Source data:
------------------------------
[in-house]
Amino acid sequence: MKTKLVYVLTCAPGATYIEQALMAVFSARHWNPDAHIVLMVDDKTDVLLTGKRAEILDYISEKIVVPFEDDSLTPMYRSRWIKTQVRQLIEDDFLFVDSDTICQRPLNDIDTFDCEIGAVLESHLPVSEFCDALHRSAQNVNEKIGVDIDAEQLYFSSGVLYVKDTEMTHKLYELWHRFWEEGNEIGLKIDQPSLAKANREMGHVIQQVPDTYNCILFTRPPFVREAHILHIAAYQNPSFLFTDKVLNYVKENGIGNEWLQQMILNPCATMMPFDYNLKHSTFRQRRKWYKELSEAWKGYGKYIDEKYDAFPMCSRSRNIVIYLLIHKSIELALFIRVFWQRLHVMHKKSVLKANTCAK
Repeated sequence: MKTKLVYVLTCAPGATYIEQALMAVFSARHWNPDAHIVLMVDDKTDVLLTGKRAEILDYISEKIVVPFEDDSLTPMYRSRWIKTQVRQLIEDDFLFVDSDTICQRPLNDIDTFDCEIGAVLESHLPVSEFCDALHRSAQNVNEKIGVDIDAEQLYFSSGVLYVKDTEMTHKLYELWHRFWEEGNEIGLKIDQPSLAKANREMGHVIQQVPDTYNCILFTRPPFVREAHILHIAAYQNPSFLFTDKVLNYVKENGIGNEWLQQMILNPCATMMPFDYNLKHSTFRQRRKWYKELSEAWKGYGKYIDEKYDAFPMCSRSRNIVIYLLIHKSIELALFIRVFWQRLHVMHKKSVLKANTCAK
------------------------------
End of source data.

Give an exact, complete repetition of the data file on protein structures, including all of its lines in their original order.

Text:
[in-house]
Amino acid sequence: MKTKLVYVLTCAPGATYIEQALMAVFSARHWNPDAHIVLMVDDKTDVLLTGKRAEILDYISEKIVVPFEDDSLTPMYRSRWIKTQVRQLIEDDFLFVDSDTICQRPLNDIDTFDCEIGAVLESHLPVSEFCDALHRSAQNVNEKIGVDIDAEQLYFSSGVLYVKDTEMTHKLYELWHRFWEEGNEIGLKIDQPSLAKANREMGHVIQQVPDTYNCILFTRPPFVREAHILHIAAYQNPSFLFTDKVLNYVKENGIGNEWLQQMILNPCATMMPFDYNLKHSTFRQRRKWYKELSEAWKGYGKYIDEKYDAFPMCSRSRNIVIYLLIHKSIELALFIRVFWQRLHVMHKKSVLKANTCAK
Repeated sequence: MKTKLVYVLTCAPGATYIEQALMAVFSARHWNPDAHIVLMVDDKTDVLLTGKRAEILDYISEKIVVPFEDDSLTPMYRSRWIKTQVRQLIEDDFLFVDSDTICQRPLNDIDTFDCEIGAVLESHLPVSEFCDALHRSAQNVNEKIGVDIDAEQLYFSSGVLYVKDTEMTHKLYELWHRFWEEGNEIGLKIDQPSLAKANREMGHVIQQVPDTYNCILFTRPPFVREAHILHIAAYQNPSFLFTDKVLNYVKENGIGNEWLQQMILNPCATMMPFDYNLKHSTFRQRRKWYKELSEAWKGYGKYIDEKYDAFPMCSRSRNIVIYLLIHKSIELALFIRVFWQRLHVMHKKSVLKANTCAK